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Student team wins USAID Fighting Ebola Grand Challenge

Thursday, April 23, 2015

The student team behind Highlight, a pigmented bleach solution that improves decontamination of infectious diseases, has won the USAID Fighting Ebola Grand Challenge. The trio of students, Katherine Jin CC’16, Kevin Tyan CC’16 and Jason Kang SEAS’16, is one of just 15 teams selected from more than 1,500 applicants who will receive USAID support and whose product will undergo intensive testing to ensure readiness for production and field deployment.

“This has been such a long journey since October—it’s been very tough, but it’s also been incredibly rewarding,” says Kang. “I can’t even begin to count the number of times we met up at night and on weekends testing all the different iterations of our formula, calling up suppliers, writing and submitting proposals, making trips up to the medical campus and so on. We are really excited and proud to be chosen by USAID to continue our work!”

After attending the information session for last fall’s Ebola Design Challenge, Kang asked his teammates if they wanted to collaborate on a solution. Not only were they already friends, says Kang, “we all have particularly strong skill sets in this area. We’ve each done several years of biomedical research.” Jin has worked directly with patients and doctors in hospitals, and Tyan is part of the team that runs CUEMS, Columbia University’s volunteer ambulance corps. Kang himself has experience deploying medical devices in resource-poor countries (he also is vice president of engineering for start-up Jibon Health Technologies).

“It just made sense that this would be a team that could tackle a global health issue,” he says. And that they did.

Jin, Kang and Tyan pushed through their classes, homework, tests and papers, while spending hundreds of hours on their project, refining Highlight and figuring out how to produce and market it. They quickly formed a company, Kinnos Inc.; advisors include The Fu Foundation School of Engineering and Applied Science Dean Mary C. Boyce; Samuel Sia, associate professor of biomedical engineering; Aaron Kyle, lecturer in biomedical engineering; and Ian Lipkin, the John Snow Professor of Epidemiology at the Mailman School of Public Health.

[Jason, Kevin and I have] been close since freshman year. When Jason heard of the Engineering school initiative, he contacted Kevin and me to work with him to develop a solution for the problem with decontamination, said Jin. I've been really lucky to work with such an awesome team and we've definitely become closer during all the late nights and long hours of research we've put in.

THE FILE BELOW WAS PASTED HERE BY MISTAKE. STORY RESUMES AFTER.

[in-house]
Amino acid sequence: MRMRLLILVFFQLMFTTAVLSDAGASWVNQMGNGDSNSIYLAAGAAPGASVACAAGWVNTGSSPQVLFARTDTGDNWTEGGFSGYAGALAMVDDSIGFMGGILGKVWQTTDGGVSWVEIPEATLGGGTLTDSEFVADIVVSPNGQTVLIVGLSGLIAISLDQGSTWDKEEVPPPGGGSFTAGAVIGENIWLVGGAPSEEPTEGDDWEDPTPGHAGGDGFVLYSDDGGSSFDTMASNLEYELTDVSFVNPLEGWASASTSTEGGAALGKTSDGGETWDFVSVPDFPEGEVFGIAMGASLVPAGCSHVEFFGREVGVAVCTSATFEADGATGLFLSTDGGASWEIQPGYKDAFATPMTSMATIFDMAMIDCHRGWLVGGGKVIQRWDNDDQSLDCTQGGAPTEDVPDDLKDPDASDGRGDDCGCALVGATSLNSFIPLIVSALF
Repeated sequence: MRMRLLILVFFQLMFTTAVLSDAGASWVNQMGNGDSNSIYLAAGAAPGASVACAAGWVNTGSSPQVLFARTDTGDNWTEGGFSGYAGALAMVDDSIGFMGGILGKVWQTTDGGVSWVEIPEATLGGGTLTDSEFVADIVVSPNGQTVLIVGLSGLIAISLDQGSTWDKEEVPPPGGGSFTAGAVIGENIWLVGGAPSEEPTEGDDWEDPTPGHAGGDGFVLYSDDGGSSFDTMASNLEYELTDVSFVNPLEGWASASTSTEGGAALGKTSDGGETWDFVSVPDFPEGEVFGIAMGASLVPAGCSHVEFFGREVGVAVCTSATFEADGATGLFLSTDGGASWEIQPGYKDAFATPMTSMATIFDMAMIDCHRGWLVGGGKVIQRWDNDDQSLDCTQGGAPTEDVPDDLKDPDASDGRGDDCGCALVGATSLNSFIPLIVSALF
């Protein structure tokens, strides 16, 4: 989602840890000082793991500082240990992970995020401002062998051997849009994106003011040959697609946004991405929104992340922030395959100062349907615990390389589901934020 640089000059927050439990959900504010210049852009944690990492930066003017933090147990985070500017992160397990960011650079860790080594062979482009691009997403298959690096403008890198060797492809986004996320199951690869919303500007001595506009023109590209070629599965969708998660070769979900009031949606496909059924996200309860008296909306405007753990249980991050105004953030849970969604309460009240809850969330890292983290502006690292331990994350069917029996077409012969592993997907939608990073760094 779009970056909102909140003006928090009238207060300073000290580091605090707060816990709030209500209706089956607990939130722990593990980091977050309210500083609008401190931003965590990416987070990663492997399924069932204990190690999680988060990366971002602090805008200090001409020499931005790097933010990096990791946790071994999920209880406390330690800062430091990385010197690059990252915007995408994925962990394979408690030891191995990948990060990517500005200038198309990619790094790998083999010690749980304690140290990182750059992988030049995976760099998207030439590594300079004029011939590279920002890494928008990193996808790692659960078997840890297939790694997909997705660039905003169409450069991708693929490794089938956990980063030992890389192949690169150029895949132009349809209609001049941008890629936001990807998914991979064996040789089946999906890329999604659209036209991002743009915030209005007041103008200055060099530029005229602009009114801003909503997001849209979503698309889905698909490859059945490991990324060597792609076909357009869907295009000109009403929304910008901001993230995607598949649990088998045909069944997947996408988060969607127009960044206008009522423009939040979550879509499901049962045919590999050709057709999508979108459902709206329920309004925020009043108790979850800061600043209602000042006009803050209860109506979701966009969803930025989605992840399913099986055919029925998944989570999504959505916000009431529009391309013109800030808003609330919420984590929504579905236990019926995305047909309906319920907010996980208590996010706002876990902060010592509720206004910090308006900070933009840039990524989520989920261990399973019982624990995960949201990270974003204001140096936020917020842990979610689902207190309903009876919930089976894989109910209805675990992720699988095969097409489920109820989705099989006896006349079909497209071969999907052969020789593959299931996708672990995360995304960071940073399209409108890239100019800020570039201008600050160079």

Highlight colorizes a standard bleach solution and modifies the solution’s liquid properties to provide visualization of sprayed regions, improve coverage and adherence to all surfaces, and increase antiviral potency. It can be added directly to bleach solutions currently used in the field and is compatible with standard- issue contractor sprayers. “It’s extremely versatile and highly effective, and can be used to decontaminate any infectious disease, not just Ebola,” Jin notes.

While bleach is the most commonly used disinfectant for surfaces contaminated with the Ebola virus, it is transparent and forms droplets when sprayed on waterproof surfaces like personal protective equipment suits. “So it’s really difficult to ensure complete topical coverage with bleach during decontamination, and that can leave health care workers susceptible to infection,” Tyan explains. Highlight improves the effectiveness of bleach mist decontamination and ensures the safety of health care workers, enabling them to visualize with color exactly what has or has not been decontaminated.

During the Ebola Design Challenge, the students often had to choose between going to class and making their presentations, or going out on the weekend versus staying in to test a new reagent. Says Kang, “Back in November, I decided not to study for my organic chemistry midterm and go to Mt. Sinai Hospital to demo Highlight in front of the FDNY. I got absolutely destroyed on the test, but the FDNY ended up incorporating Highlight into their decontamination protocol, so it was worth it!”

With the newfound USAID support, the team’s immediate goal is to see Highlight implemented on the field in West Africa, and, down the road, implemented on an international scale in preparation for future epidemics. This summer, they will work on improving the technology behind Highlight and expanding their market and partnerships.

—by Holly Evarts

A version of this article originally appeared on The Fu Foundation School of Engineering and Applied Science website.

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